In the course of 2023, I have read some interesting books. I consider reading a very important activity of my days. The reason is to gain different knowledge, to be inspired and motivated, to develop critical thinking, personal and professional development or to keep up with current trends and innovations. In this article I will give you a short review or my subjective evaluation of all the books I have read.
Lean analytics – Alistair Croll 9/10
A lot of things I already knew or do in practice, but even so, there is very simple, practical and useful advice here. The author has some really great thinking about where value is created in a company, how to measure it, evaluate it, and improve based on that. In my opinion, this book is a must have for the budding entrepreneur.
Extreme ownership – Jocko Willink 8/10
A truly motivational book whose content could be summed up in the title of one chapter “there are no bad teams, only bad leaders”. I liked the description of the military environment, which is not standard in motivational business literature, but I find it very practically applicable to business. And remember “Discipline Equals Freedom.”
Keep sharp – Sanjay Gupta 7/10
I would recommend this book to anyone. It’s about lifestyle changes that lead to immediate cognitive boosts, but also help prevent brain disease and the formation of amyloid plaques decades from now, which from my perspective will be a more common cause of death than today. Quite simply, it increases the likelihood of a good quality of life in old age. What was really cool was the amount of practical “evidence based” advice with easy implementation.
Talk like TED – Chris Anderson 7/10
lI took 2 rhetoric courses over the course of a semester, read this book, and got a lot of feedback that I have made significant progress in this area. I think it’s also because of this book. Easy to read, a large portion is stories with lots of easy to implement advice into your speech. I would recommend it to any manager.
Bad blood – John Carreyrou 6/10
I read a lot of books in a year, but I devoured this one in a few days. A really incredibly compelling and interesting story that I often told myself couldn’t possibly be true – but it was. On the other hand, I think there’s very little likelihood of putting any of it to practical use.
A crash course in genius – Ľudovít Ódor 3/10
I particularly disliked the positioning in the role of a textbook, where many things were just opinions or scientific consensus, not facts. The author chose the topics to be conveyed, which is also more or less his opinion. I was also bothered by the breadth – very many topics that describe the basics and in none of them does the author go into depth. I like the form of the book mainly because it often goes into detail.
Yellow book of brand building – Michal Pastier 9/10
There is a wealth of useful information in this book that will make you think and you will definitely tend to apply some of it as you read. If I had to sum it up in one word, it would be aptness. It is the perfect gift under the tree for marketers, entrepreneurs, managers…
The Diary of a CEO – Steven Bartlett 8/10
The author of this book is an entrepreneur and author of a very successful podcast who has written 33 self help rules for life which he has divided into four categories: SELF, STORY, PHILOSOPHY and TEAM. Many of the tips that the book describes are not groundbreaking news, but in this comprehensive form, they make for really great reading.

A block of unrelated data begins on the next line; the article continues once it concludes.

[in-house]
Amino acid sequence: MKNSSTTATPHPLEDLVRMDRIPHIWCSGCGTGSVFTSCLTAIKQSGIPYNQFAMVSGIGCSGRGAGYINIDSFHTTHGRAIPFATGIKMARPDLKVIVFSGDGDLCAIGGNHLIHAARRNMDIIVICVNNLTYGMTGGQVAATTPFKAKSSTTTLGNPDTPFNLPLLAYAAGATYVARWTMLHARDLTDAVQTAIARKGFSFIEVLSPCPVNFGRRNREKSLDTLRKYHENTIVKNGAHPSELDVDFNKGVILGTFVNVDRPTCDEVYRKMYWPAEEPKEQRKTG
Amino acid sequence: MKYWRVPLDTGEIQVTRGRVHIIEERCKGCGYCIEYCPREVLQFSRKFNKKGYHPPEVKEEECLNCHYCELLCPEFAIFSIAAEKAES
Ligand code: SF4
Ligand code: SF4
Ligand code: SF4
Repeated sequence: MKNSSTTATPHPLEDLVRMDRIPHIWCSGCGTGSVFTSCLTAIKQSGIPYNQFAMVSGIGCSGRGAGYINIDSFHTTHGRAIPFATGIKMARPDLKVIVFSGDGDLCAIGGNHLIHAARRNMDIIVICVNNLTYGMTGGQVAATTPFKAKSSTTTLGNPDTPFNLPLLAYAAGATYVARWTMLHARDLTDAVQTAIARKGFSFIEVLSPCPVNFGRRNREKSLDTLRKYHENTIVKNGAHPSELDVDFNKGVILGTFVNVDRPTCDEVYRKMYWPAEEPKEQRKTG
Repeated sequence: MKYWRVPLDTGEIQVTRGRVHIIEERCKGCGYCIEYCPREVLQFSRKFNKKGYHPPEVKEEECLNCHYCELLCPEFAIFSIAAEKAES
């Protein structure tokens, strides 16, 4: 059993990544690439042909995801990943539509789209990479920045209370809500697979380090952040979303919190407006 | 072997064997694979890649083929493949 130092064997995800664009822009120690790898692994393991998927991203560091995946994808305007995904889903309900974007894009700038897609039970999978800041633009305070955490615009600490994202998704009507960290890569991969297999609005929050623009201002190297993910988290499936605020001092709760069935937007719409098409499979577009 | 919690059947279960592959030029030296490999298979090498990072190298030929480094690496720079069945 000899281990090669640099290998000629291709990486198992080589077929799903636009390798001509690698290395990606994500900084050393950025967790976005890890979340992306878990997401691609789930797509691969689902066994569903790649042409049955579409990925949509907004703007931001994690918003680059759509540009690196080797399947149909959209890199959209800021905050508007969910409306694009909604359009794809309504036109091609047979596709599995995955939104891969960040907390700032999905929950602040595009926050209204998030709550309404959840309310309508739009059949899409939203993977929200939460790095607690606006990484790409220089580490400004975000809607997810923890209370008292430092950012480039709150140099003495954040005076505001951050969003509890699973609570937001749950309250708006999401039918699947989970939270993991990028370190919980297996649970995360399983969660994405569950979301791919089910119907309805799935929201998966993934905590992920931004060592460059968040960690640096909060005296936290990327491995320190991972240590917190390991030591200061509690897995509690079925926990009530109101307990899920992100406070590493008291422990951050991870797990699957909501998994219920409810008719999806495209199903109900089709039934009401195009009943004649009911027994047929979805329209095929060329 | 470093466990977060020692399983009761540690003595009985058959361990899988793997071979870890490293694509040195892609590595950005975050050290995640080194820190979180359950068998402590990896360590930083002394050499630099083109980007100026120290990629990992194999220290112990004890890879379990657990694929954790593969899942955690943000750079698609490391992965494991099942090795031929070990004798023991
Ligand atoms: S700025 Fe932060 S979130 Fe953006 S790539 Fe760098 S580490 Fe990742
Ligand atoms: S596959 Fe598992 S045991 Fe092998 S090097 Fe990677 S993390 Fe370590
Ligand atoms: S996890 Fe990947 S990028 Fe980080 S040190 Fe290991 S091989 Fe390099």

Spotify – Jonas Leijonhufvud 7/10
The story of Spotify and founder Daniel Ek strikes me as a little shocking and controversial, on the other hand practical and very inspiring. I was very impressed by the story of geeks from a relatively small town building a global leader in a newly emerging field.
The Book You Wish Your Parents Had Read – Philippa Perry 6/10
This book has significantly broadened my horizons in the field of child psychology, raising a child or building a relationship with a child. The topic was super interesting for me, I learned a lot of new information. However, at the same time, I didn’t have a good impression of the fact that a lot of things struck me as unsubstantiated opinion of the author and if I were better versed in this field, I could at least argue about this topic.
Leaders Eat Last – Simon Sinek 6/10
Within the first two chapters I was already demotivated to finish the book because the author describes stories from companies he hasn’t been in, and clearly interprets very complex things to support his point of view. On the other hand, the book has many bright moments. I like best the section about hormones and their effects on motivation in the work environment. I had higher expectations for this bestseller.
The Bullet Journal Method – Ryder Carroll 5/10
Another world bestseller that left me quite disappointed. It lengthily describes a lot of generic or trivial things that I do naturally and don’t call it a method. However, I also found some useful tips on how to work with notes and archiving them. Thanks to this part of the book, I don’t regret reading it. If I were to read it again, I would probably skip a few chapters.
The Complete Guide to Fasting – Jason Fung 2/10
I’ve been practicing a 72-hour fast a few times a year for years. I’ve picked up my know-how through more blog articles, documentaries and videos. I was looking forward to having this book break down the topic in a comprehensive and detailed manner. In retrospect, I can appreciate that some chapters were a complete waste of time for me. If I were to read it again, I probably would have skipped straight to the last chapters that dealt with types of fasts and practical tips on how to get started.
I hope that my insights and reviews will help you find a book that will be interesting to you and enrich you in some way.